Computer Graphics World

Edition 2 2020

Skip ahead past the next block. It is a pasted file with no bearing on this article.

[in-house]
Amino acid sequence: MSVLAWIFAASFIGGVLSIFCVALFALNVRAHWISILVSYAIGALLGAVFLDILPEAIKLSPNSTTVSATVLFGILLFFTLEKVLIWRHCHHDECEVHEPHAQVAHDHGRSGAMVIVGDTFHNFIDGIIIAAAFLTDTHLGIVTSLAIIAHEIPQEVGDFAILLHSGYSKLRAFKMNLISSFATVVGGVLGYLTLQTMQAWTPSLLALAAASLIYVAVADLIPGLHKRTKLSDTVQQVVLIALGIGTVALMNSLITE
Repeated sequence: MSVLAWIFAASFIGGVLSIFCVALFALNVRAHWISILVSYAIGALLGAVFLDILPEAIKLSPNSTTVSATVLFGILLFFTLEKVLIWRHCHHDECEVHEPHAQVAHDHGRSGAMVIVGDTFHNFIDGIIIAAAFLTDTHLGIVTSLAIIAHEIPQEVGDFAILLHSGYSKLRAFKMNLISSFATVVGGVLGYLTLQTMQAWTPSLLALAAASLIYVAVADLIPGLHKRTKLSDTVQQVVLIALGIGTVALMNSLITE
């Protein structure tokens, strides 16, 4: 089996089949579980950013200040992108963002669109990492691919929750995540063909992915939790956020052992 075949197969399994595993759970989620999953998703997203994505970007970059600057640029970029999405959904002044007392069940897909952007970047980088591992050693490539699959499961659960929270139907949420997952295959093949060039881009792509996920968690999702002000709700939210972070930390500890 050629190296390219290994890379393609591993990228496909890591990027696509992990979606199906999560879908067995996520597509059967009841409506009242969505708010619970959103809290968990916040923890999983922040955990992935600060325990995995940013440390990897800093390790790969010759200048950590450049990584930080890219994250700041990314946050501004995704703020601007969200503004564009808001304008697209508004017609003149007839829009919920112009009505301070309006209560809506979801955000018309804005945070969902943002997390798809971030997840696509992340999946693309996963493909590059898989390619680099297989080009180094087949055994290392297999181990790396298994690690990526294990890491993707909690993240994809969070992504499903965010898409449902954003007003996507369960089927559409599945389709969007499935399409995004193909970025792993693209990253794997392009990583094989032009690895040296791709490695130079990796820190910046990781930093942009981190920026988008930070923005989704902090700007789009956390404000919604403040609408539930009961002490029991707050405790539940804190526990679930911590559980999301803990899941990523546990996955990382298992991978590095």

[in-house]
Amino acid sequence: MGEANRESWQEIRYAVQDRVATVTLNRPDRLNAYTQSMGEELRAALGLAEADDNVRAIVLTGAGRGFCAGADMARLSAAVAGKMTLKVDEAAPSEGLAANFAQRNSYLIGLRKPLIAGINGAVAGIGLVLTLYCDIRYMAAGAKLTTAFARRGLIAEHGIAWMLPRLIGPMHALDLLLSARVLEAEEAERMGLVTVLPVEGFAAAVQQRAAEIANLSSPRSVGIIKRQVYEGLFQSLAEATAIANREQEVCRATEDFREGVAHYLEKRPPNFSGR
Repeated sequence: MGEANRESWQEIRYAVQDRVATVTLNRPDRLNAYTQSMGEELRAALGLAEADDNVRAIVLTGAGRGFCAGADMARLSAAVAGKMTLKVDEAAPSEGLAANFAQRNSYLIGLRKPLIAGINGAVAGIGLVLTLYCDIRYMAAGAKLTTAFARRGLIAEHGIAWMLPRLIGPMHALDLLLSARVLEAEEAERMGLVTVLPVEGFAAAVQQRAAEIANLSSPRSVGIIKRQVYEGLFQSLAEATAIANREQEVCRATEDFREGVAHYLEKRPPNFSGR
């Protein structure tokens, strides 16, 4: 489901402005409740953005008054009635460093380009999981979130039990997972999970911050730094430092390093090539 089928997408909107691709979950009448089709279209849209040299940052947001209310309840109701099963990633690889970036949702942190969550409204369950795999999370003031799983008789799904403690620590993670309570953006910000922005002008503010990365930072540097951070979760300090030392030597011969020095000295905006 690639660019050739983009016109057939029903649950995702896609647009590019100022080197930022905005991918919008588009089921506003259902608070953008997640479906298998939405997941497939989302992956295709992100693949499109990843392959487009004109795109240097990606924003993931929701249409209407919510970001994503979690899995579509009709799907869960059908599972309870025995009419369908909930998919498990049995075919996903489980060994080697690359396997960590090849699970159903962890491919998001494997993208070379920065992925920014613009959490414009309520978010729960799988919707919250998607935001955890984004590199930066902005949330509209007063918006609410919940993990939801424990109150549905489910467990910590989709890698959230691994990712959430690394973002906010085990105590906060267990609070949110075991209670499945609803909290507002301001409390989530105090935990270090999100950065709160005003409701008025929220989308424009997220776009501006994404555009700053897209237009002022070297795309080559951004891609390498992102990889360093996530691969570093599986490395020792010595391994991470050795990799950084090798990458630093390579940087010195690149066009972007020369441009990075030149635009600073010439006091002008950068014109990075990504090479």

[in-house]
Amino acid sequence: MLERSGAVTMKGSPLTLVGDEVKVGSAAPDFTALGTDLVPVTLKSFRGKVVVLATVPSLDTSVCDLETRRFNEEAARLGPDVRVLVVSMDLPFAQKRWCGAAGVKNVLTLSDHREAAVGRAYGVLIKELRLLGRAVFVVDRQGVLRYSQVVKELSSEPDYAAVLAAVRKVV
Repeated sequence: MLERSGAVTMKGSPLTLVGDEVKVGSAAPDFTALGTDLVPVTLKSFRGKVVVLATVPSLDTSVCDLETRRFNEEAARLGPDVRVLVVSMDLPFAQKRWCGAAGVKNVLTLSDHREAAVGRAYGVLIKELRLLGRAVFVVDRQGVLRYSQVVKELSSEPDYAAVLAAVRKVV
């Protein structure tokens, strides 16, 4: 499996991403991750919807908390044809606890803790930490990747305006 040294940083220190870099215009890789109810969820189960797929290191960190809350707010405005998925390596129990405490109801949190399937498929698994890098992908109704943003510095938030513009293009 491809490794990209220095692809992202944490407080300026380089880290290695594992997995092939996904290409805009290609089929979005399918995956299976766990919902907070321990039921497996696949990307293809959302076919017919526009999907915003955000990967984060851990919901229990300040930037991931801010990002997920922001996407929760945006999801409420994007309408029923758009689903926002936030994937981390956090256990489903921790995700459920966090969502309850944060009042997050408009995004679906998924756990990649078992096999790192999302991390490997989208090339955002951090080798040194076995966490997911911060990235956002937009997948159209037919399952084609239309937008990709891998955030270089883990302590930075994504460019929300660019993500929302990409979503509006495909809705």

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38 cgw e d i t i o n 2 , 2 0 2 0 W hen one talks about workstation performance related to product development, CAD/CAM/CAE usually comes to mind. It's fairly easy to link design time-savings to greater productivity within the product development cycle. Yet, professionals producing graphics for media and entertainment (M&E) applications such as gaming, special effects, and 3D animation face very similar challenges when seeking to optimize their workflows. Just as one type of workstation config- uration does not fill the needs for all CAD applications and workflows, neither does it for media and entertainment. Performance is based on a complex web of interactions associated with the application itself, the system configuration, the type of models being constructed, rendering complexities, the myriad paths data and storage take, and the destination for the end product. What's good for Autodesk 3ds Max per- formance might not be as good for Maya. Likewise, what works for gaming might not work as well for special effects, 3D anima- tion, or architectural simulations. NO TWO MODELERS ARE THE SAME Modeling in M&E applications is marked by a series of interactions as the artist makes changes to the model and those changes are visualized in the viewport. The modeling process might appear simpler than it is in CAD, but looks can be deceiving, according to Alex Shows, chair of the SPEC Worksta- tion Performance Characterization (SPEC- wpc) subcommittee. "One of the differenc- es in modeling demands between CAD and M&E is the diversity of geometry versus ren- dering complexity," says Shows. "CAD spans a wider gamut of geometric complexity, while M&E applications incorporate some of the most sophisticated interactions among an incredibly diverse palette of materials." M&E models also have fewer demands placed on them within the design pipeline, according to Ross Cunniff, chair of the SPEC Graphics Performance Characterization (SPECgpc) subcommittee. "CAD modeling is typically driven by requirements of the back-end CAM pipeline, leading to design decisions within the application that can sometimes reduce graphics performance," says Cunniff. "In M&E applications, the image produced is the product. Unlike CAD, most models for M&E need to be only marginally functional. "M&E models typically just have to look good or be reasonably functional," says Trey Morton, chair of the SPEC Application Performance Characterization (SPECapc) subcommittee. "The time frame for M&E objects on the screen can be extremely short and the objects oen do not require great detail. A landing gear for a spaceship in a video game, for example, just needs to dis- appear into the fuselage, where on an actual CAD model of a space shuttle it needs to properly fold up and be stowed." Both CAD and M&E modeling are single- threaded operations that improve with CPU frequency. But as Shows points out, M&E material complexities place a much greater strain on the GPU and VRAM to deliver the frames per second needed for refresh- ing graphics on the screen when making changes to the model and interactively rotating, panning, and zooming around the scene. Modeling functionality is not monolithic across different M&E packages, of course. Beyond the differences in end-product requirements – size of the models, complex- ity of textures and effects, resolution of the final images, and length of time displayed on the screen – there are inherent differences in how the applications themselves handle modeling. There are also the continuous changes within versions of the same appli- cations as new technologies are implement- ed to speed operations and increase realism. "Different implementations between different versions of an application can make a large difference in the hardware required to maximize performance," says Cunniff. "Older versions of [Autodesk's] Maya, for example, required significant CPU overhead to transfer work to the GPU. Newer versions can store work directly on the GPU, removing the bot- tleneck and making higher-end GPUs much more useful for high-performance modeling." SAVING RENDERING TIME TO REINVEST For both interactive and non-interactive rendering in M&E applications, the focus shis from single threads to multi-threading, where more cores working in parallel can significantly accelerate performance. This is especially the case when dealing with very Working Together FOR M&E WORKSTATION PERFORMANCE, IT'S DIFFERENT STROKES FOR DIFFERENT FOLKS BY BOB CRAMBLITT Demanding apps such as Blender benefit from massive multi-threading.

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